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Beginner setup in UK. AKA: What else to buy?
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Thread: Beginner setup in UK. AKA: What else to buy?

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    Beginner setup in UK. AKA: What else to buy?

    Hello everyone. I am a home cook living in Manchester. I already own a Tojiro Senkou 7" santoku and 5" utility knife, and have recently purchased a set of Globals. I never like the santoku because I found it too heavy and unweildy. I know everyone advises against buying a knife set but I am actually finding it quite useful in determining what type of blade I like to use and what I will find useful. I never thought I would use a paring knife but now that I have one as part of the set, I find myself using it on a regular basis.
    I will no doubt soon want to upgrade and/or thin out my knives but I want to learn to make the most of what i got first. I need a chopping board and a sharpening system and that is what I want help with. Do I also need anything else?

    Chopping board:
    Being in the UK, it seems my choices are limited. The only place I can find sani-tuff boards are here: http://www.buymats.co.uk/product/227...ards-sani-tuff and it seems they cost a small fortune. Is there a cheaper supplier? The only endgrain board I can find is this one: http://www.amazon.co.uk/Rectangular-...ef=pd_sim_kh_1 and while the price seems very reasonable, is it any good? Which is better suited to the home environment? For those who use endgrain, do you prepare raw meat/poultry on a different board? Is it necessary?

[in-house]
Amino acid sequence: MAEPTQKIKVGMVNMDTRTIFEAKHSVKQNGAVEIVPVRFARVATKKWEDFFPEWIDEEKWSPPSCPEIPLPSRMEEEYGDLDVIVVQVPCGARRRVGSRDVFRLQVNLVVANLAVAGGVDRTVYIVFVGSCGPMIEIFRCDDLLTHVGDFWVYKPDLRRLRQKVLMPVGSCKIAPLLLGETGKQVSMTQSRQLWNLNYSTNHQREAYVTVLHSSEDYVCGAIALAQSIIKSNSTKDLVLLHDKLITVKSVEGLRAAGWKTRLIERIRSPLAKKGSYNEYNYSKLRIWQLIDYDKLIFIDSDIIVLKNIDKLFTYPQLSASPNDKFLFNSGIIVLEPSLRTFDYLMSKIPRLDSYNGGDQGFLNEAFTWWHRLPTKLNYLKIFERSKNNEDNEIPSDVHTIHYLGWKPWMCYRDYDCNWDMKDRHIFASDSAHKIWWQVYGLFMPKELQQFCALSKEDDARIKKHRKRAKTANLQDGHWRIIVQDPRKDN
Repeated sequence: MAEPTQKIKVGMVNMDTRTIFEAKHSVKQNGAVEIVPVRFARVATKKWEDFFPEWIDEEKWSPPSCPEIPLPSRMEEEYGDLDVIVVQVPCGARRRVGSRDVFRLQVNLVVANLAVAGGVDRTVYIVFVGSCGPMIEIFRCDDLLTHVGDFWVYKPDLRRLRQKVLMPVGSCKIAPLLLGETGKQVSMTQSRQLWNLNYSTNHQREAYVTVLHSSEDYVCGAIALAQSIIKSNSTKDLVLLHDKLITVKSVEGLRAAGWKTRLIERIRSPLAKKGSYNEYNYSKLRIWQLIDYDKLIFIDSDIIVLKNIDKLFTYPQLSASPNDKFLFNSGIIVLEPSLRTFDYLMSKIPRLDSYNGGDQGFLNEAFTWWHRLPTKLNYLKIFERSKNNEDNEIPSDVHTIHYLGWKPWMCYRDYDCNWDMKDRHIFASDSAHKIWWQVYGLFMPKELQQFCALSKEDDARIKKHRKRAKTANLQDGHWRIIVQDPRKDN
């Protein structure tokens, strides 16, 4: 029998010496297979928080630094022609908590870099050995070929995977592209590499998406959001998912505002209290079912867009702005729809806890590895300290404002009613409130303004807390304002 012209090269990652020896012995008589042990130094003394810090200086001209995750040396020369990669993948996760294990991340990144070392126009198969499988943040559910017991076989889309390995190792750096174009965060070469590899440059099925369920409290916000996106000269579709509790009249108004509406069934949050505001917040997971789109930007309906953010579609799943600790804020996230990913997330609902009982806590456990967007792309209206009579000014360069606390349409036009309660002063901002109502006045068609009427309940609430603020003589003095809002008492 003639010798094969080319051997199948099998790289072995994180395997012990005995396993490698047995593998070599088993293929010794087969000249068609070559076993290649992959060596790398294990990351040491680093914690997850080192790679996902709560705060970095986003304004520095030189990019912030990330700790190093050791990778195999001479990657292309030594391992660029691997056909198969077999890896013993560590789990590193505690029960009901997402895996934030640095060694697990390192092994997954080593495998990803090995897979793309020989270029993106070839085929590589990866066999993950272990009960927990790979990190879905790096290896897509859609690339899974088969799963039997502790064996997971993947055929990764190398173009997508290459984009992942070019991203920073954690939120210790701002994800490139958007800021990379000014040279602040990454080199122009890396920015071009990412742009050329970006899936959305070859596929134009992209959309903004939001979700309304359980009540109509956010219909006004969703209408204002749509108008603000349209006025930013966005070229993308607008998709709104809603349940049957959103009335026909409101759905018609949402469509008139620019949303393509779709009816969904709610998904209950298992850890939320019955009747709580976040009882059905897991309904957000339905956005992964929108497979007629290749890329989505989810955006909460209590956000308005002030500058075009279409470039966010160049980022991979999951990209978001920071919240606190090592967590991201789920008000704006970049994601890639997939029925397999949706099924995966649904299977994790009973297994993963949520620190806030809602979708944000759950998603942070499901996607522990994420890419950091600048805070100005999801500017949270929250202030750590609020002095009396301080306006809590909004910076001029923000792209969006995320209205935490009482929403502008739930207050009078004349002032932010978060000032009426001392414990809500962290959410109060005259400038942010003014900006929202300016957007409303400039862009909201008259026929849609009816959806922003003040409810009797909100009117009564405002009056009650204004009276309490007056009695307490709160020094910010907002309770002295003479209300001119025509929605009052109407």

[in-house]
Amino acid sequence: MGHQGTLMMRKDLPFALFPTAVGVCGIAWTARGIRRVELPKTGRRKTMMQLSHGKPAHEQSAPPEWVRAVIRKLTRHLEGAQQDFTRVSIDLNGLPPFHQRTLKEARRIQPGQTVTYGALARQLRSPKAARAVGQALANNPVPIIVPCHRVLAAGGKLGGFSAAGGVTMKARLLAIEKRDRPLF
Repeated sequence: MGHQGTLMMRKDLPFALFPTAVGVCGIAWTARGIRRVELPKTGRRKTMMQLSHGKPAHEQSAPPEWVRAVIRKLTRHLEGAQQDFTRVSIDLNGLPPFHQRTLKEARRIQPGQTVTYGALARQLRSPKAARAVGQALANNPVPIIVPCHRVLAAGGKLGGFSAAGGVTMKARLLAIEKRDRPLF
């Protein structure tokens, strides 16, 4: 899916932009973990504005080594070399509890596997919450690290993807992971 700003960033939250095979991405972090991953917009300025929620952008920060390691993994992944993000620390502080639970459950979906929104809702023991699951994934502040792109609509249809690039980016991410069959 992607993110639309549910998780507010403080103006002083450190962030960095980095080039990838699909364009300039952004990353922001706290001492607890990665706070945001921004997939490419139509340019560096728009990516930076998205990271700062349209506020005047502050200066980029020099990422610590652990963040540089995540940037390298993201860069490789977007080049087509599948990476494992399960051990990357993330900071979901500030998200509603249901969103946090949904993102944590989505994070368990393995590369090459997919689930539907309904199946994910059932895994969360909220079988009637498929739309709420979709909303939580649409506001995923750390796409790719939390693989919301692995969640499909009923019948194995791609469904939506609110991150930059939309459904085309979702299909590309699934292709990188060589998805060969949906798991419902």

Sharpening:
    I don't really want to spend the time learning how to freehand sharpen if I can get very good results using some kind of Jig. It is my birthday in a few weeks and I was considering getting the Shapton GS Edge Pro from **************. Will it provide me with good edges on all blades? Will it restrict my knife choices? Also, should I get a decent steel to use with my knives or a strop. I have an 18"x3" leather strop I could use as well as some chromium oxide powder.

    This post seemed a lot shorter in my head. Probably should of made it to posts but you know what newbies are like. Too many questions!

    Edit: I just noticed the filter has automagically edited my post with asterisks. If I made a mistake by mentioning that vendor, I apologise.

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    Senior Member Benuser's Avatar
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    I would strongly advice against any jig system. Free handing is much more versatile. Almost all J-knives are asymmetric and sharpening these with a jig system is time consuming, just as thinning behind the edge. And believe me, your Globals will need a lot of thinning.
    My first problem with these systems though is the preoccupation with the very edge. Sharpening is not just restoring an edge, it's more about restoring geometry. I've seen some blades with the nicest edges - who were poor cutters.

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    I live in the UK too and used to think it was tough but now i've come to realize that most people on here don't buy knives in person, its all mostly done online. If you dig around though its all out there in the UK and Europe. The only American site i choose to buy from is Koki, $7 shipping is amazing.

    I have often thought of buying an edge pro, but i understand the limitations. though i have had no dealing with him Lloyd knives has them in the UK for a reasonable price.